by Anton Shilov
06/26/2011 | 10:46 PM
Microsoft Corp. does not see any reason to release a dedicated portable game console right now. The firm claims that the ladnscape of the portable gaming industry is changing and that the sucess of PlayStation Vita is not cast on stone. Instead, Microsoft will continue to consider its Windows Phone 7 platform as its mobile gaming platform.
"I am not sure I would want to be launching a dedicated portable device right now into that market. I think the DS - if you look at the 3DS, certainly versus people’s expectation's it’s not been as successful as people would have thought. So that’s a very crowded market and a very, very red ocean right now with a lot of change happening. So I’m not sure it's [a good idea]," said Dennis Durkin, corporate vice president, chief operating & financial officer of interactive entertainment (Xbox) business at Microsoft, in an interview with IndustryGamers web-site.
This is by far not the first time during Microsoft's journey in the game console world when the software giant dismisses intentions to release a mobile game machine. Several years ago Microsoft pinned some hopes onto Zune digital media player, now it considers its Windows Phone 7 operating system for smartphones as its primary platform for mobile games.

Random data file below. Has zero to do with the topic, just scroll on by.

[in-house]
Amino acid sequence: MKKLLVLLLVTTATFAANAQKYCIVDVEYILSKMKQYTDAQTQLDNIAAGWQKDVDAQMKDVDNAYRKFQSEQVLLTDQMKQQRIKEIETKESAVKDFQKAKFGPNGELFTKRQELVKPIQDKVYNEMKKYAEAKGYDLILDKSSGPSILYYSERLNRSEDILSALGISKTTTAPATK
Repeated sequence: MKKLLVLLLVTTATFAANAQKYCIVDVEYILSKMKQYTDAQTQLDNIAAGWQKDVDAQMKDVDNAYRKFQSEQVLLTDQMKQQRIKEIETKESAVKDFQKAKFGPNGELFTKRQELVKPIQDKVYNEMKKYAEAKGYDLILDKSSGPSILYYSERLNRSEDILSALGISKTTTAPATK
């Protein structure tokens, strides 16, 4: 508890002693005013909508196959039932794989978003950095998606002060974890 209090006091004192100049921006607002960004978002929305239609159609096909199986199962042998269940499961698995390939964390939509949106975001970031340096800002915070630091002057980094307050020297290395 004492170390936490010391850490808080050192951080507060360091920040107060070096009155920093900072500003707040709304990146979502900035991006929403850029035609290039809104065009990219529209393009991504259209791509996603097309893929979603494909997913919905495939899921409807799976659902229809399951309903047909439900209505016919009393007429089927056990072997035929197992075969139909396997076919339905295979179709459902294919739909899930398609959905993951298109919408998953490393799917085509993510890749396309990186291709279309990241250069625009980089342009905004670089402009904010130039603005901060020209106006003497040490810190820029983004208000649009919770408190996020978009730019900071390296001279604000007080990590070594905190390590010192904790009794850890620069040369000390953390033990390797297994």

The obvious problem with Microsoft's approach is that players and smartphones are not designed to play hardcore video games, which is why no one actually develops $50 games for them, but the majority creates titles for $1 - $5. Naturally, hardcore gamers are not interested in such titles and prefer consoles like Ninentendo 3DS as well as Sony PlayStation Portable.
"I’m pretty excited about the bets that we’re making around unique content, around our Xbox Live service, and around Kinect, and then layering in new entertainment experiences for people which take advantage of all of the above. [...] So it’s been very, very consistent and I think it speaks to the trends that you’re seeing in terms of sales and velocity over the last 2 years... So I feel very good about our relative position relative to both of our competitors. I certainly wouldn’t want to trade hands with either of them," added Mr. Durkin.
There are currently two problems for Microsoft: the popularity of Windows Mobile and Windows Phone 7 is decreasing and the amount of game developers for the platforms remain low.